The engine I have rebuilt (Skoda Estelle, '72, RWD, rear mounted engine), came with a starter that has a curious behavior, at least to me: when I apply power to it, correctly engages the flywheel and do its job, however, when I turn it off, I can hear it still free spinning for a few seconds. It is like it keeps spinning by inertia until it stops by itself. It is not an electrical issue. This is specially annoying because I need to wait for it to stop spinning before trying to crank again, or it will not synchronize well and "rasp" the sprocket vs flywheel.

So my question is: wouldn't it be the bendix too "loose"? I mean, the bendix spins together with the shaft which also synchronize it vs the flywheel using the helicoidal grooves...I wonder if the bendix should be "stiff" itself and allow rotation only from the axle. In this starter, the bendix behaves like a cricket wrench: I can rotate it with my fingers towards a direction, it rotates freely, if I do the other direction it would rotate the axle too.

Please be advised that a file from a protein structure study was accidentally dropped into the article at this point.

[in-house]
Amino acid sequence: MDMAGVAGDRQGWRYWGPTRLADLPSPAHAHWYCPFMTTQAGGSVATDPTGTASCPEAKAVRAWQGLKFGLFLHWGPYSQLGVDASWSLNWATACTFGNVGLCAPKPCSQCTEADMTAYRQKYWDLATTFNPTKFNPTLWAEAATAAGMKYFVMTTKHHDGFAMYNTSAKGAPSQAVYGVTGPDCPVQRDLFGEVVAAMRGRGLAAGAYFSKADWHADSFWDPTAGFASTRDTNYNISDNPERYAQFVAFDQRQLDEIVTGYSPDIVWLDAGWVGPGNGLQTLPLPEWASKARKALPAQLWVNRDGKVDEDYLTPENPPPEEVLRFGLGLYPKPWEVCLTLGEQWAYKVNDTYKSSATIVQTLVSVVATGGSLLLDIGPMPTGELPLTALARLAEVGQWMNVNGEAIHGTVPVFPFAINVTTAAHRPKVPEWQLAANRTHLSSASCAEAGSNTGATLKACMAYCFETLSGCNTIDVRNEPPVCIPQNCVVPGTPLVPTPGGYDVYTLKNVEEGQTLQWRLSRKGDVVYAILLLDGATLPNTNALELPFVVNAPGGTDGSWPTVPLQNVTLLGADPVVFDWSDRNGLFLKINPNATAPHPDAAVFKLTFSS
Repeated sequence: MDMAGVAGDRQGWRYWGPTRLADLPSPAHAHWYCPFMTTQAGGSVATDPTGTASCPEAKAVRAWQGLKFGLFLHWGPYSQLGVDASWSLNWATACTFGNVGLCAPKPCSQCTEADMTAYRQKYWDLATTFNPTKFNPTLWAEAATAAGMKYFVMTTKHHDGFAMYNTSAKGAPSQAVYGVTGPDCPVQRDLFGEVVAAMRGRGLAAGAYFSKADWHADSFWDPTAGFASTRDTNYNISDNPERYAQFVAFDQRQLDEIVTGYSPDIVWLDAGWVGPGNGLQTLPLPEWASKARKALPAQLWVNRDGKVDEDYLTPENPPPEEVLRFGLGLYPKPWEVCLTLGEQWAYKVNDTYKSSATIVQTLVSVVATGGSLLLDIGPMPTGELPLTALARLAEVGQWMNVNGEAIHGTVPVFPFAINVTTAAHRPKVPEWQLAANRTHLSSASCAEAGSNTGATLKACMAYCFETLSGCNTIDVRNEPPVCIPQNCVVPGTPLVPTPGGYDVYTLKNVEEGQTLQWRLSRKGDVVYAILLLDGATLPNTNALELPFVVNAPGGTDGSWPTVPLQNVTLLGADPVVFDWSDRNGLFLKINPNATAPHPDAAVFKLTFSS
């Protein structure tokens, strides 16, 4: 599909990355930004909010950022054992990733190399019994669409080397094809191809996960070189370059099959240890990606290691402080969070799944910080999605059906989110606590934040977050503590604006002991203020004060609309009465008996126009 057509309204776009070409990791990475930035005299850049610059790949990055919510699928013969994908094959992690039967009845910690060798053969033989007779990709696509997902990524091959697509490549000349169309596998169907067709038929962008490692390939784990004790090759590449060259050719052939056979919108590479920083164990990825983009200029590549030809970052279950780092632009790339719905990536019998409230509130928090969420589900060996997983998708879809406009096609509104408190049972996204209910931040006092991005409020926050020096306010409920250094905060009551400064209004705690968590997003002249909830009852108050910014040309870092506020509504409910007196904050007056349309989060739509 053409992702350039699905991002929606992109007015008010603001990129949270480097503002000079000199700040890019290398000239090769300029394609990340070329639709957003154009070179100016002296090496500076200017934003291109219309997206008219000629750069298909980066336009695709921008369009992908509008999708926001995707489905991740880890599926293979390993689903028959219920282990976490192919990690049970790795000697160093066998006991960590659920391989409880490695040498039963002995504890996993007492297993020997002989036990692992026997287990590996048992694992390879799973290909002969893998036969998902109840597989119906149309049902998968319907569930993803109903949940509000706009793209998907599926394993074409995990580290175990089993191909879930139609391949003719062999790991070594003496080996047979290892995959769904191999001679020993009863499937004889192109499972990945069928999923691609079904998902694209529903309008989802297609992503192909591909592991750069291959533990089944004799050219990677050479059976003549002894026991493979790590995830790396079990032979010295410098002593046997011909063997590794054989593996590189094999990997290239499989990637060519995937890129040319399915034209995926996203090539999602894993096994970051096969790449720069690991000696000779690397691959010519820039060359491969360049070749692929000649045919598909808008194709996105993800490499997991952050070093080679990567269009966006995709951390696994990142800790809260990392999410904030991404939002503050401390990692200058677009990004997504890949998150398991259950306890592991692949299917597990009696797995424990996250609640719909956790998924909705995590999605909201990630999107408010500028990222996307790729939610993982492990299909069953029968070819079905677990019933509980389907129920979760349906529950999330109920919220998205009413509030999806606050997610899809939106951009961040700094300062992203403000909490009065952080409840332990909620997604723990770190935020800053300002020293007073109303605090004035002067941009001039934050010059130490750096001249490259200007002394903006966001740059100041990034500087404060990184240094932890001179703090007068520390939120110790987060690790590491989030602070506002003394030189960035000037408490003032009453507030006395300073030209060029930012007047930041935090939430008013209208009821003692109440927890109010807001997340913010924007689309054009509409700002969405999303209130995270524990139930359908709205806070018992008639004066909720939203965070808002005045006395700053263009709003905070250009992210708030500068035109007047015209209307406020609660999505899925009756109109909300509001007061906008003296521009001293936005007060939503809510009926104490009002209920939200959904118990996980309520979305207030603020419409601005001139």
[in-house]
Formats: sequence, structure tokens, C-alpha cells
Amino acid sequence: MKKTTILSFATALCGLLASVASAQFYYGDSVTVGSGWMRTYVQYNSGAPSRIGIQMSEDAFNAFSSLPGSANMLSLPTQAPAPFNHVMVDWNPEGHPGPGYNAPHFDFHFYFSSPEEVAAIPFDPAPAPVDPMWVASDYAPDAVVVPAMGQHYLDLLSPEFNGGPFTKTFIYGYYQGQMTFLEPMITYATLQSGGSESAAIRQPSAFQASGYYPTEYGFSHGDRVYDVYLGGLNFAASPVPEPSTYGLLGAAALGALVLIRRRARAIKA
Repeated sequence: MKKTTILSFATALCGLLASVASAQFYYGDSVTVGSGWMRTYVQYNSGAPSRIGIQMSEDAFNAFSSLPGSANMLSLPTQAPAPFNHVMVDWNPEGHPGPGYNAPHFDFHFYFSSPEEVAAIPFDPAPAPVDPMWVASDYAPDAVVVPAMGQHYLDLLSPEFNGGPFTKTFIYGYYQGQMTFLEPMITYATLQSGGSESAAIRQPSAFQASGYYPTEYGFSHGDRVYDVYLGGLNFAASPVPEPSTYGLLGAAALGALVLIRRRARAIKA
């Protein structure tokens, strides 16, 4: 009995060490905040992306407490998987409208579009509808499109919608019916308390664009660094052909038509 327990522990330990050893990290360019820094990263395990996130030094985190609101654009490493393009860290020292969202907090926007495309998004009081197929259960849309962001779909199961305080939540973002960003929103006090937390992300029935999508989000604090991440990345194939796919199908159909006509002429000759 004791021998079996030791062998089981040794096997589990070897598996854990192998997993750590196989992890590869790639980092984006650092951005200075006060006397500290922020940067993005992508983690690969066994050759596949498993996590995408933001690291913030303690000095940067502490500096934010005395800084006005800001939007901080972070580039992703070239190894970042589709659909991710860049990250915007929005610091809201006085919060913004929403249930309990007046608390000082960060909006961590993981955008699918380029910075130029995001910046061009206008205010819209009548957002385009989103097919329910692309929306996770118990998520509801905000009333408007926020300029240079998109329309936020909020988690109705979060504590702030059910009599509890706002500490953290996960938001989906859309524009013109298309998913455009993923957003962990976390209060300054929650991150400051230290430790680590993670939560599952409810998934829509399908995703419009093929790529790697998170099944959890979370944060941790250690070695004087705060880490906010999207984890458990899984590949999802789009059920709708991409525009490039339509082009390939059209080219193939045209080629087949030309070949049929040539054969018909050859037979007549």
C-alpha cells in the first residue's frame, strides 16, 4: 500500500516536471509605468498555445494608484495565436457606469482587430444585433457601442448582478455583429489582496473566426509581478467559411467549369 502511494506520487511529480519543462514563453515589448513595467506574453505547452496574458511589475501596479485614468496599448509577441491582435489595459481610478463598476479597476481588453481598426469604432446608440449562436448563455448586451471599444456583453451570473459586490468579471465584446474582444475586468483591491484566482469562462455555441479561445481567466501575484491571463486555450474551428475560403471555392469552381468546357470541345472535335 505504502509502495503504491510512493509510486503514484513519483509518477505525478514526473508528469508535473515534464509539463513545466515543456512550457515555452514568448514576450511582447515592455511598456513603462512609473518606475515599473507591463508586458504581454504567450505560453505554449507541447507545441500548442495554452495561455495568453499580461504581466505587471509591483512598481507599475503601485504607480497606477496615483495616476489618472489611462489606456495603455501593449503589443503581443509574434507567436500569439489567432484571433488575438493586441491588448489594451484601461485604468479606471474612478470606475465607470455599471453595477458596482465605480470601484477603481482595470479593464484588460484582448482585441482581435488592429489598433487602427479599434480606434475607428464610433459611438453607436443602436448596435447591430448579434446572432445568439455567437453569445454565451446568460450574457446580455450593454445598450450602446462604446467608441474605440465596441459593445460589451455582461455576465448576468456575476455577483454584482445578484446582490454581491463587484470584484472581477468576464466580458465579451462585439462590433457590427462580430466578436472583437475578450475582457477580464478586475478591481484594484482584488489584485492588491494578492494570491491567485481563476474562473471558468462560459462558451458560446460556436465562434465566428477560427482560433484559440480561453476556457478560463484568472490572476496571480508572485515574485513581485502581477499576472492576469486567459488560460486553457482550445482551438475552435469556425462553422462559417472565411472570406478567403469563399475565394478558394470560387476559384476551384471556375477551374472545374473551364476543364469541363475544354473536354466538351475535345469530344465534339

1 Answer 1


The bendix is designed to "freewheel" in one direction as some users are slow to release the key as the engine starts and the flywheel accelerates. Having to wait for it to slow down is much less damaging....

If you consider that the engine increases in speed from say 600rpm to 1300rpm, then the poor starter that has a drive ratio of 30 or 40 to 1 suddenly goes from its 6000rpm to too fast for it to cope...

It may well be that it is "looser" than original - if you can purchase a new bendix then fit it - it may be now that you can only get a new starter complete - you get what you pay for... When I rebuilt starter motors, this was one of the items I replaced as part of the work...

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